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Peggy Wallace Kennedy shares story of reconciliation, forgiveness

The activist and daughter of George and Lurleen Wallace spoke during the second day of the 2020 Leadership Conference at TROY.

The activist and daughter of George and Lurleen Wallace spoke during the second day of the 2020 Leadership Conference at TROY.

We must have the courage to break from our past, no matter how painful that process can be.

Peggy Wallace Kennedy, daughter of former Alabama governors George and Lurleen Wallace, delivered that message Saturday to participants in the second day of the Leadership Conference Celebrating African American History Month at Troy University.

“I’m joining you in the hopes for a better America where all God’s children have a chance to make a better future,” said Kennedy, whose father, Gov. George Wallace, was one of the country’s most powerful voices for segregation during the Civil Rights Movement. “The moments that will one day matter are those when we conquered our fears, stood our ground, sacrificed someone we loved and stood up for the rights of a perfect stranger because it was the right and righteous thing to do.”

Kennedy explained to the crowd how she lost her childhood to the hatred and vitriol that largely defined the 1960s in Alabama.

“There were no hugs or kisses, no going-away parties, no opportunities to say goodbye to my childhood,” she said. “When we left Clayton, I was 11 years old. I was 12 years old when my father loudly proclaimed, ‘Segregation now, segregation tomorrow, segregation forever.’ I was 13 when he stood in the schoolhouse door. I was 15 when a young John Lewis and other marchers were beaten on the Edmund Pettus Bridge.”

These experiences defined her youth, as did her mother’s death in 1968. For many years, she was defined by them.

She feared she’d never escape the shadow of her father’s words and actions, words and actions she said he regretted and for which he sought atonement later in life.

An experience with her young son in 1996 changed her life and made her a voice and advocate for change moving forward.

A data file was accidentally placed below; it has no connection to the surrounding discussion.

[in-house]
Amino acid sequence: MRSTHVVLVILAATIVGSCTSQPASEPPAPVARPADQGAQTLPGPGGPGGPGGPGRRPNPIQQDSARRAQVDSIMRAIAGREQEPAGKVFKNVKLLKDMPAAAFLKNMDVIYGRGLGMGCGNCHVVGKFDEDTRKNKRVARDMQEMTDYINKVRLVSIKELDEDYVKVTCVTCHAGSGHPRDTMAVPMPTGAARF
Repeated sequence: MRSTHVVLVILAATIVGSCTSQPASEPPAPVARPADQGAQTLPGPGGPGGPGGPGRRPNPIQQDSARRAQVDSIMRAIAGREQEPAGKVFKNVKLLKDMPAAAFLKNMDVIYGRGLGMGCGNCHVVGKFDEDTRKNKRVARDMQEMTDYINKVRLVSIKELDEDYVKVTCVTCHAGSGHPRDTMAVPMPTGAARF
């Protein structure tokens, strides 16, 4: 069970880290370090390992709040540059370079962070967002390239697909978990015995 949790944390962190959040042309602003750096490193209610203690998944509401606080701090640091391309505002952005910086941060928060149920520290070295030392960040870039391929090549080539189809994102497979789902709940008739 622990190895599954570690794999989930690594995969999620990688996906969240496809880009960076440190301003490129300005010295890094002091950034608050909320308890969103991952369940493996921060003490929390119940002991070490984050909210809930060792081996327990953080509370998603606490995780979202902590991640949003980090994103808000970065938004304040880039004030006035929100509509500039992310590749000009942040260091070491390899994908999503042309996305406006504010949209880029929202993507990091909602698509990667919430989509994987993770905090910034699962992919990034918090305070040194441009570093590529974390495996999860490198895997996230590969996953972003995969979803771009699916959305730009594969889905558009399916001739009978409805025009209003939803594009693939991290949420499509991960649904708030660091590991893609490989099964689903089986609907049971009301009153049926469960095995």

“Our then-8-year-old son Burns went with my husband and me to Atlanta to visit the Dr. Martin Luther King historic site and museum,” Kennedy said. “We sat silent in Dr. King’s church, stood solemn at his graveside. We toured his home, walked to the newly constructed museum that chronicled his life. As we moved through the exhibits, we turned a corner to face photos of the Edmund Pettis Bridge, the dogs in Birmingham and George Wallace standing in the schoolhouse door.”

Her son looked up at her, confused and sad.

“He asked, ‘Why did Paw Paw do those things to other people?’ I realized at that moment I was at a crossroad in my life and the life of my son,” Kennedy said. “It was up to me to do for my son what my father had never done for me. I knew I had an obligation to my two sons to raise the call for justice in my lifetime. Breaking away from a painful past is not always easy, but it is always right.”

Kennedy challenged conference attendees to stand up for justice and to live with empathy and understanding for others.

“I hope each of you invite opportunities to inspire others, serve others and inspire a legacy of your own,” she said. “Today you must challenge one another to stand your ground, be courageous, proclaim a victory of your own and know that your life will not have been lived in vain.”

The Leadership Conference Celebrating African American History Month was launched in 2002 by the University and the City of Troy to promote dialogue that fosters multicultural collaboration and equip diverse leaders with tools to better serve their organizations and communities. This year’s theme is “Effective Leadership: Civically, Economically and Socially.”

Kennedy has participated on special panels and delivered keynote addresses at national and state conferences, government agencies, corporate and special events as well as colleges, universities and high schools. She has participated in programs at the National Archives, Congressional Forums with Congressman John Lewis and on the 50th Anniversary of the Selma to Montgomery March joined Rev. Bernice King, the daughter of the Rev. Dr. Martin Luther King Jr., on the steps of the Alabama State Capitol as a living testament to the power of change and reconciliation.

In recognition of her mission and work, Kennedy has received, among others, the Rosa Parks Legacy Award, Southern Christian Leadership Conference; Woman of Courage Award, Emmitt Till Legacy Foundation; Achievement Award, Oakwood University; I am a Man Award, April Fourth Foundation; Human Rights Award, The Brown Foundation; and the MLK Commission Award, San Antonio, Texas.


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